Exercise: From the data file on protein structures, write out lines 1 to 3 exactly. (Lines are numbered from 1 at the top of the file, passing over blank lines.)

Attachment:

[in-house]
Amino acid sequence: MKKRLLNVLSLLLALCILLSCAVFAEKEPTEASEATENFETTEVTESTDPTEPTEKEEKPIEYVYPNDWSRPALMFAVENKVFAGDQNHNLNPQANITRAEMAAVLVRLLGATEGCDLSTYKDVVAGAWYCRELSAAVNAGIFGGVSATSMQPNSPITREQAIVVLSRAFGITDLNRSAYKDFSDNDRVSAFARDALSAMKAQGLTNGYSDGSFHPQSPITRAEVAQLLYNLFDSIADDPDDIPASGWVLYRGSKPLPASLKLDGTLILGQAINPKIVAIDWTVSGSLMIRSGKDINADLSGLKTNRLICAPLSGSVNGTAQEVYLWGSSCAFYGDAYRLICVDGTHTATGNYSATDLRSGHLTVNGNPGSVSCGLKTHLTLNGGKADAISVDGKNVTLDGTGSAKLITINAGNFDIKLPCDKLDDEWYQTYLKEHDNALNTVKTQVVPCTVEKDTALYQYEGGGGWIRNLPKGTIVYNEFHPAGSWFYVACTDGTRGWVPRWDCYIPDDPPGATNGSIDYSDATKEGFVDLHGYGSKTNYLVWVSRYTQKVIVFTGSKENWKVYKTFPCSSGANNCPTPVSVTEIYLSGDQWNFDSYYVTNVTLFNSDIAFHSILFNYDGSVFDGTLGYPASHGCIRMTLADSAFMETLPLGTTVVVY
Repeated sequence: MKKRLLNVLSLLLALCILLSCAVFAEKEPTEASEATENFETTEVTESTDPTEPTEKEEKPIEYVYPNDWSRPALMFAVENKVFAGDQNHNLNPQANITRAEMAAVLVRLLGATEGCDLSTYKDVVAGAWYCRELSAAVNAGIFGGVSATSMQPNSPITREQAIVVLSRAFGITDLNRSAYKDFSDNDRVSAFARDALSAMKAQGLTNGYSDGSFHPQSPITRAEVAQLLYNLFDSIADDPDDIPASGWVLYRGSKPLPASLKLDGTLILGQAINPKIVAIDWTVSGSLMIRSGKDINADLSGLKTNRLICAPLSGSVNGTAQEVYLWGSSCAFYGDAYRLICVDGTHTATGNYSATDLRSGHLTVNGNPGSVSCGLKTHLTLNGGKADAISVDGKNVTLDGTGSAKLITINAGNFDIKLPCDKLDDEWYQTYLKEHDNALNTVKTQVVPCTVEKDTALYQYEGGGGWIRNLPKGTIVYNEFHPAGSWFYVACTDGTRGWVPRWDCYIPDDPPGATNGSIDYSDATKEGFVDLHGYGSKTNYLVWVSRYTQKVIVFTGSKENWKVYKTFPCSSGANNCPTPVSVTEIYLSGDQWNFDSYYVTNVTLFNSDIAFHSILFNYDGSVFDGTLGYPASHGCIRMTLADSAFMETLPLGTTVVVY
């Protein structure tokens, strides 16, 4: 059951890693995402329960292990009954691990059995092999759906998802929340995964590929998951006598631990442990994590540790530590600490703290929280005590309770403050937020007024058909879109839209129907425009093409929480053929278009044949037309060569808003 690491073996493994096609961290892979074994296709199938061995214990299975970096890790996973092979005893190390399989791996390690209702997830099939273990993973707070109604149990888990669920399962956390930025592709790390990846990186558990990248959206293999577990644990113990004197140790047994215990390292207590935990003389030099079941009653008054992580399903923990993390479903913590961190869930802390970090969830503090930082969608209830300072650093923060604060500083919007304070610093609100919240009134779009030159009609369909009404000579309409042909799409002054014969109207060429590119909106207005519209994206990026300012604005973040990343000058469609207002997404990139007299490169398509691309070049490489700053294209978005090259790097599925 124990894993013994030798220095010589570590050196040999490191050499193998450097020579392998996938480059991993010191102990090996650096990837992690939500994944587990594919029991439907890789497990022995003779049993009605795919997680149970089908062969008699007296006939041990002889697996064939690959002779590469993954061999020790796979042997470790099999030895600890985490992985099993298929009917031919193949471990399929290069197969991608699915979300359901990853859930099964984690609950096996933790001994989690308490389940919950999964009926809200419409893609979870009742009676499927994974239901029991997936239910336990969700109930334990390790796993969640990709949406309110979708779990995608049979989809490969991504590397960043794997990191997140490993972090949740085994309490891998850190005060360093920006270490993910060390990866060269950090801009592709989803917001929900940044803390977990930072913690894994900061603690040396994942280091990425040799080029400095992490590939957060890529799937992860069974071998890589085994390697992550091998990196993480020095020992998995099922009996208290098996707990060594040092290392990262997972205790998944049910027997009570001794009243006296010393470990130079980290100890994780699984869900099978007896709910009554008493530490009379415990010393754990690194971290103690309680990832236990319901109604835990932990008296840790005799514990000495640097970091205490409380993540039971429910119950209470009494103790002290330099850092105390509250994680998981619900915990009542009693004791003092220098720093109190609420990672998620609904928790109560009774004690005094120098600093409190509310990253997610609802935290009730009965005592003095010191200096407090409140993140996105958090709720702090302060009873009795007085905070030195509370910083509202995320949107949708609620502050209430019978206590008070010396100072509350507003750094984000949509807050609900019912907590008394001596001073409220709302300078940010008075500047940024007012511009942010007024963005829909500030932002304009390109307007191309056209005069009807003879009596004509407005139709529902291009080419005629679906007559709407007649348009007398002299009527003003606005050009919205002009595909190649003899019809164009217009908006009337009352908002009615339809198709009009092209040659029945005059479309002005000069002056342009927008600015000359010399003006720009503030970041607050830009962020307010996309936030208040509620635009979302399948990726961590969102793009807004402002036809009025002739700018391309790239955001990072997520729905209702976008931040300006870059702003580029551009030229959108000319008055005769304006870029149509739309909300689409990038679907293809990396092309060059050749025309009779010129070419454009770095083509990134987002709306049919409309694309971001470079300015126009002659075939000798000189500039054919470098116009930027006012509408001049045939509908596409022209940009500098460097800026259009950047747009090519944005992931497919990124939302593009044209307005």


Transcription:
[in-house]
Amino acid sequence: MKKRLLNVLSLLLALCILLSCAVFAEKEPTEASEATENFETTEVTESTDPTEPTEKEEKPIEYVYPNDWSRPALMFAVENKVFAGDQNHNLNPQANITRAEMAAVLVRLLGATEGCDLSTYKDVVAGAWYCRELSAAVNAGIFGGVSATSMQPNSPITREQAIVVLSRAFGITDLNRSAYKDFSDNDRVSAFARDALSAMKAQGLTNGYSDGSFHPQSPITRAEVAQLLYNLFDSIADDPDDIPASGWVLYRGSKPLPASLKLDGTLILGQAINPKIVAIDWTVSGSLMIRSGKDINADLSGLKTNRLICAPLSGSVNGTAQEVYLWGSSCAFYGDAYRLICVDGTHTATGNYSATDLRSGHLTVNGNPGSVSCGLKTHLTLNGGKADAISVDGKNVTLDGTGSAKLITINAGNFDIKLPCDKLDDEWYQTYLKEHDNALNTVKTQVVPCTVEKDTALYQYEGGGGWIRNLPKGTIVYNEFHPAGSWFYVACTDGTRGWVPRWDCYIPDDPPGATNGSIDYSDATKEGFVDLHGYGSKTNYLVWVSRYTQKVIVFTGSKENWKVYKTFPCSSGANNCPTPVSVTEIYLSGDQWNFDSYYVTNVTLFNSDIAFHSILFNYDGSVFDGTLGYPASHGCIRMTLADSAFMETLPLGTTVVVY
Repeated sequence: MKKRLLNVLSLLLALCILLSCAVFAEKEPTEASEATENFETTEVTESTDPTEPTEKEEKPIEYVYPNDWSRPALMFAVENKVFAGDQNHNLNPQANITRAEMAAVLVRLLGATEGCDLSTYKDVVAGAWYCRELSAAVNAGIFGGVSATSMQPNSPITREQAIVVLSRAFGITDLNRSAYKDFSDNDRVSAFARDALSAMKAQGLTNGYSDGSFHPQSPITRAEVAQLLYNLFDSIADDPDDIPASGWVLYRGSKPLPASLKLDGTLILGQAINPKIVAIDWTVSGSLMIRSGKDINADLSGLKTNRLICAPLSGSVNGTAQEVYLWGSSCAFYGDAYRLICVDGTHTATGNYSATDLRSGHLTVNGNPGSVSCGLKTHLTLNGGKADAISVDGKNVTLDGTGSAKLITINAGNFDIKLPCDKLDDEWYQTYLKEHDNALNTVKTQVVPCTVEKDTALYQYEGGGGWIRNLPKGTIVYNEFHPAGSWFYVACTDGTRGWVPRWDCYIPDDPPGATNGSIDYSDATKEGFVDLHGYGSKTNYLVWVSRYTQKVIVFTGSKENWKVYKTFPCSSGANNCPTPVSVTEIYLSGDQWNFDSYYVTNVTLFNSDIAFHSILFNYDGSVFDGTLGYPASHGCIRMTLADSAFMETLPLGTTVVVY